All of this but reflects what’s in our own soul. (Perhaps those most scandalized by the misconduct of Church leaders are so scandalized because it reflects the state of their own soul.) Are there dark shadows lurking just behind the curtain of our consciousness that so “scandalize” us that we don’t turn around in repentance at all? In other words, we fear being met by them. It takes courage to repent, to turn in our souls away from the West to face the East. Between us and the Promised Land lies a desert we have to go through. Between us and the opened heavens lies the tomb of our heart we must pass through. Between us and God’s Kingdom of Light lies the darkness of our own hell that we must pass over.
But the Tomb of the LORD is where the light of Christ has shone that the darkness cannot overcome; it is where the power of the devil has been destroyed. So, of course, the dark spirits and goblins and demons are going to be found like the Roman soldiers guarding the tomb of our heart, stirring up strife and division, using every stratagem they can to keep us out. For, if we should get in, it means their destruction – if, that is to say, we get in with the LORD by the might of His Cross.
The demonaics were so exceedingly fierce, no one could pass that way. Outside of our heart, the powers of darkness are so fierce that by ourselves we cannot get into the tomb of our heart; and, even if we could, could we make it light? Could we deliver ourselves from the power of the devil? Who, then, shall deliver us from the terror and darkness that have captured our heart?
Jesus was met by two demoniacs and suddenly, it says,they cried out: “What have we to do with You, Jesus, Son of God? Have you come to torment us before the time?” Suddenly: as though the demons were suddenly burned by fire as soon as they came into the Savior’s presence. That would be the fire of the Holy Spirit that clothed the LORD beneath the veil of His flesh – in the inner world. This, together with what they cried out to Jesus, tells me that they did not come out to meet Jesus willingly. It looks more like they were compelled. They would have fled; and indeed, when the Savior commands them into the herd of swine, one imagines them tripping and stumbling over each other in terror as they flee from the LORD, unable to get into the herd of swine fast enough.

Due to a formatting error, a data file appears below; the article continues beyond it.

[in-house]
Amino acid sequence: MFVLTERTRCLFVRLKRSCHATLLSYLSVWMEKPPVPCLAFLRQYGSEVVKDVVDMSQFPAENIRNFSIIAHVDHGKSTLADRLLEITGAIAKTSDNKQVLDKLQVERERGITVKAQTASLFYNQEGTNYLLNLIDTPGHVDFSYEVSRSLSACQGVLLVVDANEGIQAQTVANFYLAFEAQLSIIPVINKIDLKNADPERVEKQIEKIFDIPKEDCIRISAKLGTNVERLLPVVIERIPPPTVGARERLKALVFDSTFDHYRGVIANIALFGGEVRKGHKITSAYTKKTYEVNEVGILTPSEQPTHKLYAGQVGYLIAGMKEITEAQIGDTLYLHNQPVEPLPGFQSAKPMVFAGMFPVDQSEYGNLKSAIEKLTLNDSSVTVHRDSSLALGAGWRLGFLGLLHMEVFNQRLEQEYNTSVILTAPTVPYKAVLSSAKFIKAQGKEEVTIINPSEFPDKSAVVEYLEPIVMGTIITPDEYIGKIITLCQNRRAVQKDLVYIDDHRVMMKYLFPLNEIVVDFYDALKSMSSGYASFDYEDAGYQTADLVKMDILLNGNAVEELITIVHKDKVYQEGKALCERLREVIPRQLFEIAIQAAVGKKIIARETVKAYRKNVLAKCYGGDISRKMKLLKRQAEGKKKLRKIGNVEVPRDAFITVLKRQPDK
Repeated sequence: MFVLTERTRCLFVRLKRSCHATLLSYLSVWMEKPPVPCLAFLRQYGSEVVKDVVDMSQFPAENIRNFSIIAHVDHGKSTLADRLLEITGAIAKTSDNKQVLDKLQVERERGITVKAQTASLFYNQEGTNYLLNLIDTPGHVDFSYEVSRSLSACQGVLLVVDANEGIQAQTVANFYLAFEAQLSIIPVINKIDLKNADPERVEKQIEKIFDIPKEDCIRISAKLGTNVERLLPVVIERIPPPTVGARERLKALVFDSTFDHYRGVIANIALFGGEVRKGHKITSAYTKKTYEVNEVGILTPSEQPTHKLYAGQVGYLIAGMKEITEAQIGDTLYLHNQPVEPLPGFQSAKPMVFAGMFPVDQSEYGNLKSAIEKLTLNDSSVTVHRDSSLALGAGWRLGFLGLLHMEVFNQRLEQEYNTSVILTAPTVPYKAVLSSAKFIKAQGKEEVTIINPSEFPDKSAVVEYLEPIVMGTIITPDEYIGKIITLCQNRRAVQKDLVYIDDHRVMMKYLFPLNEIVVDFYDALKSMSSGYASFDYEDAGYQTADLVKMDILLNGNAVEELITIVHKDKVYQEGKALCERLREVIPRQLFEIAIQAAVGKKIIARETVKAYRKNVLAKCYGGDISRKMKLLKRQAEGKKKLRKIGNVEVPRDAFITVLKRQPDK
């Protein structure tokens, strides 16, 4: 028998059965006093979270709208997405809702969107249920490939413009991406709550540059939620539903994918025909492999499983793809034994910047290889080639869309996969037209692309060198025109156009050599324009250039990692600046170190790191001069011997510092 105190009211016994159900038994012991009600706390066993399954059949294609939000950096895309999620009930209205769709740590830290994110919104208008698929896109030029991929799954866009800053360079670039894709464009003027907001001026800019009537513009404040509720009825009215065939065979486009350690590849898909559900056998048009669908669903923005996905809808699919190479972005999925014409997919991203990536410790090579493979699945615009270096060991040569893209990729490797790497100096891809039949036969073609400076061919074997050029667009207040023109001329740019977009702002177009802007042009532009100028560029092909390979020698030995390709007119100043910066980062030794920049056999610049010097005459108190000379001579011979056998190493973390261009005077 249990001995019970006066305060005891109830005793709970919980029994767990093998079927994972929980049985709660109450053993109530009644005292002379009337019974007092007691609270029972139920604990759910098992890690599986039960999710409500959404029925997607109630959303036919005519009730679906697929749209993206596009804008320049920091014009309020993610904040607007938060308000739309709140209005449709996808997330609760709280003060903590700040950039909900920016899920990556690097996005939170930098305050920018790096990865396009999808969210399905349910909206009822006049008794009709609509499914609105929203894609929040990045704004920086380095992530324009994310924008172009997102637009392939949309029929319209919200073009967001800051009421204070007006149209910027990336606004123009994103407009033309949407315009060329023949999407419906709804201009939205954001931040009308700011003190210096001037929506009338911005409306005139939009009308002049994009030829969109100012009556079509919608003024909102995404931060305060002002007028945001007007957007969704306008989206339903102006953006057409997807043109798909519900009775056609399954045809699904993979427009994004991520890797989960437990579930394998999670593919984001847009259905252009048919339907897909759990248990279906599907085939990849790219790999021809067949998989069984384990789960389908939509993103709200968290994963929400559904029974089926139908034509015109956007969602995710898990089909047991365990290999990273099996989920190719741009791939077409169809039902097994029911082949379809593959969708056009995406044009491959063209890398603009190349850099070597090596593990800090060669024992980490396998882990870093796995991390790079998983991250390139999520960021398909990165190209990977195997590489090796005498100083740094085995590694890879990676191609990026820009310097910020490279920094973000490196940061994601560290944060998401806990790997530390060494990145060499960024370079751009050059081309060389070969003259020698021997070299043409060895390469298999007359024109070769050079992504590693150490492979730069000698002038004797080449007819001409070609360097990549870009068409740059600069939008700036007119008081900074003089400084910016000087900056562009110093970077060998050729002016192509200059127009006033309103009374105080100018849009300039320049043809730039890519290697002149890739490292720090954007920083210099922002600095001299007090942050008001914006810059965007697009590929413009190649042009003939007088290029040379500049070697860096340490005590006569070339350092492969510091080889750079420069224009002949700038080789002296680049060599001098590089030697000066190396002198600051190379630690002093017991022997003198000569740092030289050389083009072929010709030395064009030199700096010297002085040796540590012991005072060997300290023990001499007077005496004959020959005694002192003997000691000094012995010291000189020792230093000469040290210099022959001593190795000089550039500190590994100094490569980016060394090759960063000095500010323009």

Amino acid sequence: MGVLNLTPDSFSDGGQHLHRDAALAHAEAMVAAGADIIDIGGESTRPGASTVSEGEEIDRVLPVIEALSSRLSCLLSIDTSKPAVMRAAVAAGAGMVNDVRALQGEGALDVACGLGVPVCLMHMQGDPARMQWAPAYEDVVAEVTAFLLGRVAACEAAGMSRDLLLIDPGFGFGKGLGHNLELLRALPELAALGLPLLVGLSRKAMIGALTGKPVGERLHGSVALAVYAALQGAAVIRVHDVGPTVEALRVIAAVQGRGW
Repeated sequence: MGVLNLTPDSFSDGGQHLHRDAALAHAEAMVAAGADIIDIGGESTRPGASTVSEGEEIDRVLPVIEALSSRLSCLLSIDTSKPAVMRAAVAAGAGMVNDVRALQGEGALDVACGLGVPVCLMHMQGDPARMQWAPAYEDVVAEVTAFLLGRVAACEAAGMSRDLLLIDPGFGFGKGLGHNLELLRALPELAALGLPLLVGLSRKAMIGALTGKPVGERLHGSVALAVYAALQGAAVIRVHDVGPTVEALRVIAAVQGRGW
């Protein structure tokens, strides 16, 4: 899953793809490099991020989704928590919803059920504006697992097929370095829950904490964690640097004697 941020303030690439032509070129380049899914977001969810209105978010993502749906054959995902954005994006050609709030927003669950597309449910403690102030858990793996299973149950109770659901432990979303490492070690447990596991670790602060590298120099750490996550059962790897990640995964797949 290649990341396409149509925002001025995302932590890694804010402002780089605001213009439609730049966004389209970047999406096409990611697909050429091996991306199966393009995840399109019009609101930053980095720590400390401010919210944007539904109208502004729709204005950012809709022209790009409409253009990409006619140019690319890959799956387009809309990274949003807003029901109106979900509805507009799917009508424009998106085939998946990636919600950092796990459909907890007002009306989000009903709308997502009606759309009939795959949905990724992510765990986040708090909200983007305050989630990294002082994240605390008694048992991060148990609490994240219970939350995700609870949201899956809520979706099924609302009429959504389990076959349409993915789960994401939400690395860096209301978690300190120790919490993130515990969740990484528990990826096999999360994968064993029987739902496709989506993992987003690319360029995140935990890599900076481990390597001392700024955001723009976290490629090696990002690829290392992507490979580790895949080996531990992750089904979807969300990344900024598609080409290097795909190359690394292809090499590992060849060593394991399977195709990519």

Brothers and sisters, is not Christ in our midst? The LORD is invisibly present with us here at the holy altar of His Church, His Body. The altar of St Herman’s opens onto the Tomb of the LORD, and we are at the Holy Sepulcher standing in Christ’s Holy Resurrection! Here, whatever dark powers may be feverishly trying to frighten us, scandalize us, divert us, hoping to keep us out of our hearts, are compelled to come out and meet Him. As they are in this morning’s Gospel, we should expect them to be reduced to a mad, terrified frenzy. But here, as on the banks of the Gergesenes, the Light of Heaven, Christ Himself, shines on our heart and the dark spirits must flee from us. Our heart is opened to us, our heart that opens onto the Garden of Eden, the Garden of Christ’s Holy Resurrection. (Jn 19:41) The path of repentance leading to the Tree of Life is opened before us cleared of all shadows and dark spirits. There is nothing to fear.
Ah! You say, what about when I leave this place? Dearly beloved, the LORD is with us. “He goes before you into Galilee. There you will see Him!” He goes before us in the power of His Cross. We come into His presence in Galilee, we bring Him into our hearts, when we take up our cross: prayer, fasting, confession of sins. His commandments are a light on the earth. The light of God’s commandments is the Light of Christ is Himself; for He is the True Light who has come into the world – into the outer world to save our souls in the inner world. When we keep His commandments, dearly beloved, we are clothing ourselves with Christ as with a garment. We need not fear the darkness. Simply train our eyes, our ears, our thoughts, our hands and feet on the commandments of Christ as on the light of Christ in order to do them, and, lo! We discover that He is with us, every day, every hour, every minute, even to the end of the world, and that the demons of hell – if we give ourselves to Christ and walk in the light as He is in the light – have no power over us! Amen.